You can call him PoF, the Physician on FIRE. He is an anesthesiologist, family man, and supposed outdoors enthusiast who spends way too much time indoors.
If I needed one stethoscope, I would purchase a basic Littman stethoscope. I’ve been using them since medical school, and they’re a quality product from Minnesota Mining & Manufacturing.
Portia is an experienced nurse and millennial and post-millennial strategist. Wofford is the founder of Your Nurse Connection conceived to connect healthcare professionals to resources and tools for the purpose of professional development. Often coined “The Millennial Nurse” she is a writer, published author, and contributor often sought out to lend her expertise as a millennial nurse.
If I needed to buy a stethoscope I’d choose the scopes by Stethohope. They are fashionable, affordable, and they have a great mission. For every stethohope purchased one is donated to a medical facility, in need. Their customer service is awesome! The fact that I can actually hear out of it, is a huge bonus as well!
Sarah is a Registered Nurse and founder of Nurse Born Products and the creator of the patented Koala~Qlip Stethoscope Holder. Her website was created as a place where you can find not only quality, useful and interesting products that were inspired by nurses, but a place where you will find Inspiration, Motivation, and Encouragement through your journey as a nurse and/or as a nurse entrepreneur.
I would buy an UltraScope Stethoscope because it was developed by an Emergency Room Nurse. The UltraScope is high quality, and designed to block out ambient sound making it easier to hear lung and heart sounds. I also love that each UlraScope is handpainted with designs that put a smile on my patients faces.
Dr. Schreiber is one of the few providers in Delaware that is certified to perform the DOT medical examination. In addition to the exams, he is also a certified urine drug collector and breath alcohol technician.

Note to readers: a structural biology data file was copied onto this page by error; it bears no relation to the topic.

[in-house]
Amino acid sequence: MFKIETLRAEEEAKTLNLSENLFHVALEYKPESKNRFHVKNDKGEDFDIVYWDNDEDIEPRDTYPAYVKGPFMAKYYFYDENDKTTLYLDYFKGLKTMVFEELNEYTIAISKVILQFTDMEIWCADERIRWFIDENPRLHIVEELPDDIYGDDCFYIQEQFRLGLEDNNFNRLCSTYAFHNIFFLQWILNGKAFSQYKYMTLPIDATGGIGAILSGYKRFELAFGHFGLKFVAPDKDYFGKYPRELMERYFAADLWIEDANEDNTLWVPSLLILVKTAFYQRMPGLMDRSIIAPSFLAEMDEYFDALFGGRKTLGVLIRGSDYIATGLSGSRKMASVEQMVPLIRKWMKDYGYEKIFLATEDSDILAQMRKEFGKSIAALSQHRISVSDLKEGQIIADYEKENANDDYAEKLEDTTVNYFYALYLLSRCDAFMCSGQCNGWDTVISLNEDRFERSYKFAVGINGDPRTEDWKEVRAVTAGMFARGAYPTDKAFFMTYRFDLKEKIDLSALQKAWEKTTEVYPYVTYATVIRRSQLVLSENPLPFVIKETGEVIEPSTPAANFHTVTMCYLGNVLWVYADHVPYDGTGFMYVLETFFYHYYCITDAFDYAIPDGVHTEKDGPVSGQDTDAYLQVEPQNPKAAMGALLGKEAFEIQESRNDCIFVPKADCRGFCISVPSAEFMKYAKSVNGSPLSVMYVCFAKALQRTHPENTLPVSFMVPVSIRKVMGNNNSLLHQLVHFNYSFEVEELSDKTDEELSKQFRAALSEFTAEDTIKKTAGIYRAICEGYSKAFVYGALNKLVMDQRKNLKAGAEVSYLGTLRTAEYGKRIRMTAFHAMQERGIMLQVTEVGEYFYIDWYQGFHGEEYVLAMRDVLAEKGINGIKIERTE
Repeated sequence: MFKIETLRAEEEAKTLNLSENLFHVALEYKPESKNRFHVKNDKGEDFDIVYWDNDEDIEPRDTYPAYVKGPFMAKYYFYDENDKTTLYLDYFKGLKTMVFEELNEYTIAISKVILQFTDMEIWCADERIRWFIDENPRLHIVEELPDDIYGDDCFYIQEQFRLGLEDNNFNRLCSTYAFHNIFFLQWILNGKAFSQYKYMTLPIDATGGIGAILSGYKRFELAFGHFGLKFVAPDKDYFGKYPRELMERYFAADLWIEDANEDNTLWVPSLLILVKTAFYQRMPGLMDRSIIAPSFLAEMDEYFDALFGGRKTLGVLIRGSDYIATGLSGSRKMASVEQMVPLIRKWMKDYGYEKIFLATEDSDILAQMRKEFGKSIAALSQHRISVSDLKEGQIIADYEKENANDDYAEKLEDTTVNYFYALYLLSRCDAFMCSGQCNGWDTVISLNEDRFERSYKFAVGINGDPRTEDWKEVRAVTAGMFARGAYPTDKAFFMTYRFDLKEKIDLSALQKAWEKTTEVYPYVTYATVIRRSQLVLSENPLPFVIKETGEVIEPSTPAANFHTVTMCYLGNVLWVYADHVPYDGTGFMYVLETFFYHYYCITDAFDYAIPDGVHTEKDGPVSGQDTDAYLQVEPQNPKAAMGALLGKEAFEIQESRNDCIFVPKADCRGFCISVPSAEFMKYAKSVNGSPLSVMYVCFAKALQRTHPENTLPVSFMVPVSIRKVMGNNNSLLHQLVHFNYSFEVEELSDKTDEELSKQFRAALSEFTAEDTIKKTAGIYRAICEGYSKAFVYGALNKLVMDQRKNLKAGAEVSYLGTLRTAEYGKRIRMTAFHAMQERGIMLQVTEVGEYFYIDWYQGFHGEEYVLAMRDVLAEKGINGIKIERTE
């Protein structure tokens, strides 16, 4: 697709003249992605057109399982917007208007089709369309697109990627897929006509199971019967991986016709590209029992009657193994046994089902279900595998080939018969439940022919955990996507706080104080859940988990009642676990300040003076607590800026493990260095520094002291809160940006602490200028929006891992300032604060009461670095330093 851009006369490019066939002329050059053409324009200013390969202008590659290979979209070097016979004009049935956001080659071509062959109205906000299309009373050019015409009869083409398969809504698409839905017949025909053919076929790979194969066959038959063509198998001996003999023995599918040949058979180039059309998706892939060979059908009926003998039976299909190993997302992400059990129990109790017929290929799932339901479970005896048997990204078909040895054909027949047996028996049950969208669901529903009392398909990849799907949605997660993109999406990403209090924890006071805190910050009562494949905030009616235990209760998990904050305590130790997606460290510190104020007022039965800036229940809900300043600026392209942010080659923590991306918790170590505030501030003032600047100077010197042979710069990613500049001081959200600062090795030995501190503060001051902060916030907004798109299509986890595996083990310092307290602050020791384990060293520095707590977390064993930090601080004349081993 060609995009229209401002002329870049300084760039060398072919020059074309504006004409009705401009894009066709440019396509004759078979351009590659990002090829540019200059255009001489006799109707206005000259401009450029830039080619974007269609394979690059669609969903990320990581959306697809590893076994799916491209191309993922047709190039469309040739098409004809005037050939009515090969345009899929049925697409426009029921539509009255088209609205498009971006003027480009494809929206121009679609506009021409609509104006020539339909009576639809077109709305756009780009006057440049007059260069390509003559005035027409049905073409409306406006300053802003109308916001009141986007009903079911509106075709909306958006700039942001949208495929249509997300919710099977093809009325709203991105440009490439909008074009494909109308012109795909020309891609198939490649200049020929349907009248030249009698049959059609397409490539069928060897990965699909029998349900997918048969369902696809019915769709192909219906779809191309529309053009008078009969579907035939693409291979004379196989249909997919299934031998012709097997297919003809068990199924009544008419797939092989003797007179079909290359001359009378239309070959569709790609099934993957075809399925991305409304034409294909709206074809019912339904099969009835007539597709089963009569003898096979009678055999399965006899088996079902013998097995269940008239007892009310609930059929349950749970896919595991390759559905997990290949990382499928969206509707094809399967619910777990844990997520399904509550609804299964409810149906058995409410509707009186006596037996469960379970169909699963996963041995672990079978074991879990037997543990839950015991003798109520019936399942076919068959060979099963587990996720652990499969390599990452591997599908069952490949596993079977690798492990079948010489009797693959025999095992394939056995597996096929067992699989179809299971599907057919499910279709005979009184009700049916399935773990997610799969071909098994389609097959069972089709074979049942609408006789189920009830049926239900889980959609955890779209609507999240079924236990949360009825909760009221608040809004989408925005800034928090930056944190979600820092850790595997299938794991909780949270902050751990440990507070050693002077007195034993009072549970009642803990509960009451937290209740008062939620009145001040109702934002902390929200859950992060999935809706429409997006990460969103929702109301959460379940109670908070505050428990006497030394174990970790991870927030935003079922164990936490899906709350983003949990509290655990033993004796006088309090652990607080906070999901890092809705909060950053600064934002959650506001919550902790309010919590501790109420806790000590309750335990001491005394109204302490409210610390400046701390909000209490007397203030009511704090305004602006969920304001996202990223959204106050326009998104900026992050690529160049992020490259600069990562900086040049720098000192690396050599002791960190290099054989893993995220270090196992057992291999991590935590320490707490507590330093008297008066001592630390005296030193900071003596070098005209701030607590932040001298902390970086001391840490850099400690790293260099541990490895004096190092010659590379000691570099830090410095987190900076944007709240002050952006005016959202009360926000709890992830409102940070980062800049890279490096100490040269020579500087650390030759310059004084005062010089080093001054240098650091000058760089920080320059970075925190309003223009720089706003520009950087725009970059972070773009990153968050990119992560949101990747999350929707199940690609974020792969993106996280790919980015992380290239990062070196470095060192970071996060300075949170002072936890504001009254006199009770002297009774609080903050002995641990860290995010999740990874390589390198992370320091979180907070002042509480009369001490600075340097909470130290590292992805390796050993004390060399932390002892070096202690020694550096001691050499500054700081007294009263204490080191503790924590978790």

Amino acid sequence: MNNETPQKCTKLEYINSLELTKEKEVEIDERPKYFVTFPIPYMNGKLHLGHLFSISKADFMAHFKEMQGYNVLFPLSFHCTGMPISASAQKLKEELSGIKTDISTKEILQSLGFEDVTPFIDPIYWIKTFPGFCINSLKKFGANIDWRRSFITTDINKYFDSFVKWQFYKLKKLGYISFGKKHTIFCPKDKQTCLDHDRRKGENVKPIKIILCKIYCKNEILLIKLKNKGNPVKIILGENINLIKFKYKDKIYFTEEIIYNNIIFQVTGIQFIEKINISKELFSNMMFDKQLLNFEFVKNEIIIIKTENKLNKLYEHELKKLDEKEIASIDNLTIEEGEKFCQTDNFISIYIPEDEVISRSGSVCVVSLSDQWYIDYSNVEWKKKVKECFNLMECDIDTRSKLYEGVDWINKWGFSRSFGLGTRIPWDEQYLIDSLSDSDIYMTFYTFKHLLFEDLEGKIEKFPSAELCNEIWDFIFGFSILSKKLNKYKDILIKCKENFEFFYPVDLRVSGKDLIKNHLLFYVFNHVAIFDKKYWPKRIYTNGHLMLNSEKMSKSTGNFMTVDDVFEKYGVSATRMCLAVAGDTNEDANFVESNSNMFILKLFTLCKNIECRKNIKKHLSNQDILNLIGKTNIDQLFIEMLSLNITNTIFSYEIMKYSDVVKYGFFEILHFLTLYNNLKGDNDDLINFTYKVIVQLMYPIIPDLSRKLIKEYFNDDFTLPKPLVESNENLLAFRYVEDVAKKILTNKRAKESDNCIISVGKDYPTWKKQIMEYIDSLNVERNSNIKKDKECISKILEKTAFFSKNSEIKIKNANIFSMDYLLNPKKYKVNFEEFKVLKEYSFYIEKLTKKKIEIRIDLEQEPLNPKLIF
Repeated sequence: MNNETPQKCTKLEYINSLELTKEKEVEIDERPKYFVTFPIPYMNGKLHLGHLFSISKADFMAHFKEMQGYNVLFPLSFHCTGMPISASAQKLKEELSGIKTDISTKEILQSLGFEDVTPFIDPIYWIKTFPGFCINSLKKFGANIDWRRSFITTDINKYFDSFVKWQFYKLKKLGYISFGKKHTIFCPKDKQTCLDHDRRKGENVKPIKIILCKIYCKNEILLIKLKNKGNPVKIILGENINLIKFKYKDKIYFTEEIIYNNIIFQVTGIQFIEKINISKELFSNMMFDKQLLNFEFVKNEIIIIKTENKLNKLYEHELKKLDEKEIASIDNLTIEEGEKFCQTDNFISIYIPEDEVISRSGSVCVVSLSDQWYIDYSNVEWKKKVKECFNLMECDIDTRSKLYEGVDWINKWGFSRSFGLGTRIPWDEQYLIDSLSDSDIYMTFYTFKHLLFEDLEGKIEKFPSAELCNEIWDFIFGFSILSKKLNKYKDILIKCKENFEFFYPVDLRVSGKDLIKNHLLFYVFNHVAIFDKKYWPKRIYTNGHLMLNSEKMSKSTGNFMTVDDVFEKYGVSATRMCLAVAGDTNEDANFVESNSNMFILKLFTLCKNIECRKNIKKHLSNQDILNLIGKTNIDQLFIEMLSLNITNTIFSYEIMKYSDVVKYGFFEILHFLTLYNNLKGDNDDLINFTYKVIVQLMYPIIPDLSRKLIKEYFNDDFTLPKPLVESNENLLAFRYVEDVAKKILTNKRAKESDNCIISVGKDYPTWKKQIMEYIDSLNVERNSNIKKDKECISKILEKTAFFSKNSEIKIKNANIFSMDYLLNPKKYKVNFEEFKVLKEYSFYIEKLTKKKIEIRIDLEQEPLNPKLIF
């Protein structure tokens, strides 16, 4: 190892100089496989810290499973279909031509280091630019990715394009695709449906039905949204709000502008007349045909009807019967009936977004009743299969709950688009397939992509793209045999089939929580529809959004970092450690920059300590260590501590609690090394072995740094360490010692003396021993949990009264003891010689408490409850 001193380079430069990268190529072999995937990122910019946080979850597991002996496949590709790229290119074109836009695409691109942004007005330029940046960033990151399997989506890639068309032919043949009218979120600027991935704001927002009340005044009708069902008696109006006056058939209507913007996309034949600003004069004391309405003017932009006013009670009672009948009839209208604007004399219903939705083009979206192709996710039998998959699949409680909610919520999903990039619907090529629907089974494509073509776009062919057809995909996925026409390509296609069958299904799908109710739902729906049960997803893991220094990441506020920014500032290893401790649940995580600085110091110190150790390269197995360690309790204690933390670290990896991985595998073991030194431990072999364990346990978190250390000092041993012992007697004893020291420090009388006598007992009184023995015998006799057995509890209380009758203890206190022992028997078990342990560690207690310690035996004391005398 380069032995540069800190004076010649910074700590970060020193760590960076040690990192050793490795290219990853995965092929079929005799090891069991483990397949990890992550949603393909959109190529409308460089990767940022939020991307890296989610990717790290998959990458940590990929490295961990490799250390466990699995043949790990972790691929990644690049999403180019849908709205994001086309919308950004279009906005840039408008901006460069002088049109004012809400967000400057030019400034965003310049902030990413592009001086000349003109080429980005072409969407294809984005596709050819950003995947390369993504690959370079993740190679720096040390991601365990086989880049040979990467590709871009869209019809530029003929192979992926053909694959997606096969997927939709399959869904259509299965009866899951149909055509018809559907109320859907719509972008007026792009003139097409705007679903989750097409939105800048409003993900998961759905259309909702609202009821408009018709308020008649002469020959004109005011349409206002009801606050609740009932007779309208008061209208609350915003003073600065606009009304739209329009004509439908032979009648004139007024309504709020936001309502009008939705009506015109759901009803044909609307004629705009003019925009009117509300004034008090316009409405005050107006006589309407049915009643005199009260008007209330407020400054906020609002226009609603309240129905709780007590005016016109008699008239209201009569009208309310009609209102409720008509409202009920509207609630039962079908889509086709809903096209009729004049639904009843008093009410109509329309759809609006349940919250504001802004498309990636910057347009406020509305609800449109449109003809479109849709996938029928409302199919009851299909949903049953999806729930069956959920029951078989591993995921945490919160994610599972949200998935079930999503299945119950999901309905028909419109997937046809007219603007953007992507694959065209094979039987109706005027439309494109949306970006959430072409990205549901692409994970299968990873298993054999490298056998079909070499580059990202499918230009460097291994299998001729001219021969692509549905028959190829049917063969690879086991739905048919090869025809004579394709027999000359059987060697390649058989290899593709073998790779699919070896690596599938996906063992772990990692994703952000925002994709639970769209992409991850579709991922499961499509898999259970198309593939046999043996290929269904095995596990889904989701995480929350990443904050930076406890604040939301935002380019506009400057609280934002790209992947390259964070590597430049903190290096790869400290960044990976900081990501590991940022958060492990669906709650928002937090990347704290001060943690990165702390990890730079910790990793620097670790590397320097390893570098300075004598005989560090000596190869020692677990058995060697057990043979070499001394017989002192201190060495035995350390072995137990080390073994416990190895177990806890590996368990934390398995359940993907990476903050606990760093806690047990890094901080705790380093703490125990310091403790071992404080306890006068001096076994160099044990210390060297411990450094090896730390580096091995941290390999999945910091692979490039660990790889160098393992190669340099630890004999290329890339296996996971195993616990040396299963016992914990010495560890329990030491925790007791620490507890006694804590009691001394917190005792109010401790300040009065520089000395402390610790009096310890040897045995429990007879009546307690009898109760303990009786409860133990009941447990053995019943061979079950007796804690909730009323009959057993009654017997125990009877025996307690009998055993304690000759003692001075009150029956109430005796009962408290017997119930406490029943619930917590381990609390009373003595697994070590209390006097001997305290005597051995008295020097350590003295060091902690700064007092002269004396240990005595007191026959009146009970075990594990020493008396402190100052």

I prefer the Littman cardiology III. I use this currently. When it comes to stethoscopes, you get what you pay for. I can hear heart sounds a lot easier and more clearly. I also feel that I hear less background noise as well.
Shayla has been a registered nurse since 2014. In the 3 years that she has been working as a nurse in Canada, she held positions in numerous areas of health care. These include cardiac medicine & surgery, acute care for elders, influenza inoculation programs, sexual assault response, and hyperbaric medicine.
I would buy a Littmann Classic III stethoscope. Like a hammer to a carpenter, a stethoscope is an essential tool for a nurse. It’s something we use daily, so it’s best to invest in a quality one early on in your career. Littmann stethoscopes are excellent quality and the Classic III style provides great value for the money.
Sonali is a board certified Emergency Medicine physician, trained chef, mom, recipe developer, and cookbook author. She loves using her medical and culinary backgrounds to help her readers create meals that are nutritious and full of flavor.
I actually just recently purchased a new stethoscope- the Littmann Master Cardiology Stethoscope so that’s the one I would recommend. I got my first one as a medical student and it lasted me 17 years so I decided to go with the same brand again! I think the quality is great plus it’s lightweight and I like the way it looks.
Thomas is a nurse practitioner who works in emergency rooms and remote health-care locations across the country.
I use ADC stethoscopes. The audio quality is excellent and they have a lifetime warranty including the tubing.